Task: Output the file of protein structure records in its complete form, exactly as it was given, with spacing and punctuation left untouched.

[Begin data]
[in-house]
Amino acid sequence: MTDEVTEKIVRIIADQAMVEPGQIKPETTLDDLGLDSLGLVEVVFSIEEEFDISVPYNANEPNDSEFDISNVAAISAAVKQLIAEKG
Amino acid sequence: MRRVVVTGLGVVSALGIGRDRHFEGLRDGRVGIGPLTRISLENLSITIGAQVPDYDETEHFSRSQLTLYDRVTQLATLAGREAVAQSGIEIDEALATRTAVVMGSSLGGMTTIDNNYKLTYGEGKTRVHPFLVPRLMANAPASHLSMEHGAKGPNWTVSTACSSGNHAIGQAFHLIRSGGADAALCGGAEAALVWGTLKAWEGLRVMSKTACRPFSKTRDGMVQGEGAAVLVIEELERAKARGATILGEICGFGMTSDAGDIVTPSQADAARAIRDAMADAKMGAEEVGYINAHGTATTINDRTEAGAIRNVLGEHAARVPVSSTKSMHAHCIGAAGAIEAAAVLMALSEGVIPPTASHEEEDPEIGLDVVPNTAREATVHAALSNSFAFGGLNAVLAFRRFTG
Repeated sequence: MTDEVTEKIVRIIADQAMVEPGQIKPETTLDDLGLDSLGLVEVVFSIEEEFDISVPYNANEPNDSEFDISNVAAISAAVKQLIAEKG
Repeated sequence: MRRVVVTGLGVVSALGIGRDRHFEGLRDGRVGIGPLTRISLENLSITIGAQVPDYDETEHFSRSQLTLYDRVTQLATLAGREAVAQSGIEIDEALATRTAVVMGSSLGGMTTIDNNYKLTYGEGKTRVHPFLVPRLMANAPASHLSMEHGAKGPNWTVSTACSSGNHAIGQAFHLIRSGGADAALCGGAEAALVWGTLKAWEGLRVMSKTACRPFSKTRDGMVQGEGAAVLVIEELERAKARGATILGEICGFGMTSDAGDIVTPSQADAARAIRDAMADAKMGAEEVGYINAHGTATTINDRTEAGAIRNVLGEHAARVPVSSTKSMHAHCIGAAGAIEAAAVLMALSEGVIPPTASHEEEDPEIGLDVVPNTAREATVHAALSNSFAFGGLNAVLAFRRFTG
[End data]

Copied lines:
[in-house]
Amino acid sequence: MTDEVTEKIVRIIADQAMVEPGQIKPETTLDDLGLDSLGLVEVVFSIEEEFDISVPYNANEPNDSEFDISNVAAISAAVKQLIAEKG
Amino acid sequence: MRRVVVTGLGVVSALGIGRDRHFEGLRDGRVGIGPLTRISLENLSITIGAQVPDYDETEHFSRSQLTLYDRVTQLATLAGREAVAQSGIEIDEALATRTAVVMGSSLGGMTTIDNNYKLTYGEGKTRVHPFLVPRLMANAPASHLSMEHGAKGPNWTVSTACSSGNHAIGQAFHLIRSGGADAALCGGAEAALVWGTLKAWEGLRVMSKTACRPFSKTRDGMVQGEGAAVLVIEELERAKARGATILGEICGFGMTSDAGDIVTPSQADAARAIRDAMADAKMGAEEVGYINAHGTATTINDRTEAGAIRNVLGEHAARVPVSSTKSMHAHCIGAAGAIEAAAVLMALSEGVIPPTASHEEEDPEIGLDVVPNTAREATVHAALSNSFAFGGLNAVLAFRRFTG
Repeated sequence: MTDEVTEKIVRIIADQAMVEPGQIKPETTLDDLGLDSLGLVEVVFSIEEEFDISVPYNANEPNDSEFDISNVAAISAAVKQLIAEKG
Repeated sequence: MRRVVVTGLGVVSALGIGRDRHFEGLRDGRVGIGPLTRISLENLSITIGAQVPDYDETEHFSRSQLTLYDRVTQLATLAGREAVAQSGIEIDEALATRTAVVMGSSLGGMTTIDNNYKLTYGEGKTRVHPFLVPRLMANAPASHLSMEHGAKGPNWTVSTACSSGNHAIGQAFHLIRSGGADAALCGGAEAALVWGTLKAWEGLRVMSKTACRPFSKTRDGMVQGEGAAVLVIEELERAKARGATILGEICGFGMTSDAGDIVTPSQADAARAIRDAMADAKMGAEEVGYINAHGTATTINDRTEAGAIRNVLGEHAARVPVSSTKSMHAHCIGAAGAIEAAAVLMALSEGVIPPTASHEEEDPEIGLDVVPNTAREATVHAALSNSFAFGGLNAVLAFRRFTG